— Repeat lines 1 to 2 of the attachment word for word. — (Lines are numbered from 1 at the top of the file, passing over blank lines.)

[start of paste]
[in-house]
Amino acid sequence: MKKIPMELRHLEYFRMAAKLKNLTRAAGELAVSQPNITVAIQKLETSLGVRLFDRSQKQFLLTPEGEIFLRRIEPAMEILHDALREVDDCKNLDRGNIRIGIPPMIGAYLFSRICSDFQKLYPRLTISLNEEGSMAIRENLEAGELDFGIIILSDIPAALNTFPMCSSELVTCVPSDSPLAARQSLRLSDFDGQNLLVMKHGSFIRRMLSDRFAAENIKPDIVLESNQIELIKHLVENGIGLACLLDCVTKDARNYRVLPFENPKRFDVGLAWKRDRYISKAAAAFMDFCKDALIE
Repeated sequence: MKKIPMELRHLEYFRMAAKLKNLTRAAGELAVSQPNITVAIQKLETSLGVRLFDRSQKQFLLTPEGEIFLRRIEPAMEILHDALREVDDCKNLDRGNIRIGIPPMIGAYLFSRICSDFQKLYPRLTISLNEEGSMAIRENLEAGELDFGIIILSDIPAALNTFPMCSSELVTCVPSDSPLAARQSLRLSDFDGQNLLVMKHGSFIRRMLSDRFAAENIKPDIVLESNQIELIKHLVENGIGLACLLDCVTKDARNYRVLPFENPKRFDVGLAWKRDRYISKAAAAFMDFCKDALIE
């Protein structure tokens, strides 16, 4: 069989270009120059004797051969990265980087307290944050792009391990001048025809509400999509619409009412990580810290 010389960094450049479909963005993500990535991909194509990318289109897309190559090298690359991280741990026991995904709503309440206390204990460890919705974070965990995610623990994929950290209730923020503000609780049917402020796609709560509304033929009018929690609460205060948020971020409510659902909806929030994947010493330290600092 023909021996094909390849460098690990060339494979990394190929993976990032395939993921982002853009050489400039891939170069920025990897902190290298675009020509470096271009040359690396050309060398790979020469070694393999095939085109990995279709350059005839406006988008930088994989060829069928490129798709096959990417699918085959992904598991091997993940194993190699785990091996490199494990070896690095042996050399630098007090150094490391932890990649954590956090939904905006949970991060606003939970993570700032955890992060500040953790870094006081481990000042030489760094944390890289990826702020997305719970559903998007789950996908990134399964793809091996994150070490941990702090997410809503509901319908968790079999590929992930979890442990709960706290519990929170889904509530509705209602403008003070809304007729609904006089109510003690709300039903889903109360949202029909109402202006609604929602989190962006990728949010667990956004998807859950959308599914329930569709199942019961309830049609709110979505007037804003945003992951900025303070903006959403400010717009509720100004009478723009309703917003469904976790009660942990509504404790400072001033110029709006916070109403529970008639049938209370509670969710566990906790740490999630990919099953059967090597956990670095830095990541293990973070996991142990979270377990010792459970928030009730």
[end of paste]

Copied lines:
[in-house]
Amino acid sequence: MKKIPMELRHLEYFRMAAKLKNLTRAAGELAVSQPNITVAIQKLETSLGVRLFDRSQKQFLLTPEGEIFLRRIEPAMEILHDALREVDDCKNLDRGNIRIGIPPMIGAYLFSRICSDFQKLYPRLTISLNEEGSMAIRENLEAGELDFGIIILSDIPAALNTFPMCSSELVTCVPSDSPLAARQSLRLSDFDGQNLLVMKHGSFIRRMLSDRFAAENIKPDIVLESNQIELIKHLVENGIGLACLLDCVTKDARNYRVLPFENPKRFDVGLAWKRDRYISKAAAAFMDFCKDALIE